Were Joe Biden’s envoys negotiating with the Iranians about returning the United States to the international nuclear agreement even before he got sworn in? Iran denies it, Washington won’t confirm it, and Israel is scared.
Following Biden’s inauguration on Wednesday, the Iranian nuclear issue becomes the main question preoccupying the world, particularly Israel and the Arab countries. Biden is bringing the Iranian elephant to the White House. He has declared his intention to bring the United States back into the nuclear agreement, from which President Donald Trump withdrew. The new president has made this the most important plank of his anticipated foreign policy – and made it his most important test.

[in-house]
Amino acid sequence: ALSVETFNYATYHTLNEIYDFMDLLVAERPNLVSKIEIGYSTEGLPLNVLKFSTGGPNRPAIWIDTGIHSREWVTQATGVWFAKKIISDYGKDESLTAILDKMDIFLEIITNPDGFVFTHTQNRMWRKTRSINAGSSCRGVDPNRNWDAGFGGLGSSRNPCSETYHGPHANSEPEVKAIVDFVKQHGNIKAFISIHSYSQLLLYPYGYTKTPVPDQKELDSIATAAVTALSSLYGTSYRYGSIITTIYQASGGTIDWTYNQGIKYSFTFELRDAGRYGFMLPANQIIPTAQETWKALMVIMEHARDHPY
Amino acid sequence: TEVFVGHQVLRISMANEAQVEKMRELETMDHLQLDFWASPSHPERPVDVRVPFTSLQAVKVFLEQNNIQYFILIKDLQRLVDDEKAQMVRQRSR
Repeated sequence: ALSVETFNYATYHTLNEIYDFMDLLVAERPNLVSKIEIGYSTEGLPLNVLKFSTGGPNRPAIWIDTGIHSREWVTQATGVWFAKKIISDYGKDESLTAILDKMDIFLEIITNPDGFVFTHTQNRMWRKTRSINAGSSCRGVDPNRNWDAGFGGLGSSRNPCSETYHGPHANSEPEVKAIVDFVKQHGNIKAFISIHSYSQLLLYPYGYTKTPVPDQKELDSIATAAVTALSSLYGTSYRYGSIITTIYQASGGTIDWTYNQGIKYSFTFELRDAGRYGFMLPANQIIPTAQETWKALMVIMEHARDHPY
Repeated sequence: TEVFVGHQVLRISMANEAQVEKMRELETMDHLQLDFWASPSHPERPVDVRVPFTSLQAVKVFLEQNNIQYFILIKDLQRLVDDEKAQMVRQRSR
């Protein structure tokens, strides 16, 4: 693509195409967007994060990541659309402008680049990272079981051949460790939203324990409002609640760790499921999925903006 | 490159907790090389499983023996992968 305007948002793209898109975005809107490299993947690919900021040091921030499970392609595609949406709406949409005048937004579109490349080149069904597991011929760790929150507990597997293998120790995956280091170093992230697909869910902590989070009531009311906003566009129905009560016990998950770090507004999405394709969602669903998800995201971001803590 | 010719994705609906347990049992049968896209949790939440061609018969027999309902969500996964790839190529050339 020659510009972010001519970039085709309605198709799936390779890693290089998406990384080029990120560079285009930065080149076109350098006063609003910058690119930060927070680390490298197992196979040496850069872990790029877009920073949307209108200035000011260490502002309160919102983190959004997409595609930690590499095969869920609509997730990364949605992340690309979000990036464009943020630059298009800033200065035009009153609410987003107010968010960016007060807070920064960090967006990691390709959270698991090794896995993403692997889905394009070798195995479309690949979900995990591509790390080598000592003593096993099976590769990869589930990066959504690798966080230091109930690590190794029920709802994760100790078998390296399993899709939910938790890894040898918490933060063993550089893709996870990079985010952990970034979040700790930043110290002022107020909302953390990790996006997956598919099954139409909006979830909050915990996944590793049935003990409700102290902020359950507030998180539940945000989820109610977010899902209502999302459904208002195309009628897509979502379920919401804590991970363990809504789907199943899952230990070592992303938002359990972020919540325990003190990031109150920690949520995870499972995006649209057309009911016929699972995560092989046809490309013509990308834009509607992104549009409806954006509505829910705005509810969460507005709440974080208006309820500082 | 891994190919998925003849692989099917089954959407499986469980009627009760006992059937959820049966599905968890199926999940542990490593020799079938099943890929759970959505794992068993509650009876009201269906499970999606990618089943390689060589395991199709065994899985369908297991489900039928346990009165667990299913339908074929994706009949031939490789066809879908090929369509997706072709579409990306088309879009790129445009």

Statements on the election campaign trail tend to get revamped and reformulated when the candidate becomes president. The year 2021 doesn’t look like 2015, when the nuclear agreement was signed, and Biden would face some difficult challenges on the way in rejoining the nuclear pact, among them whether he would agree to lift the sanctions that Trump imposed. In the process, Biden would lose his primary source of leverage on Iran.
But Trump’s 2018 decision to withdraw from the accord and Iran’s resumption of uranium enrichment are only part of the tangled jumble that Trump leaves behind in the Middle East, with his terrifying departure from the White House. The situation in the region leaves the United States and its influence looking very much degraded.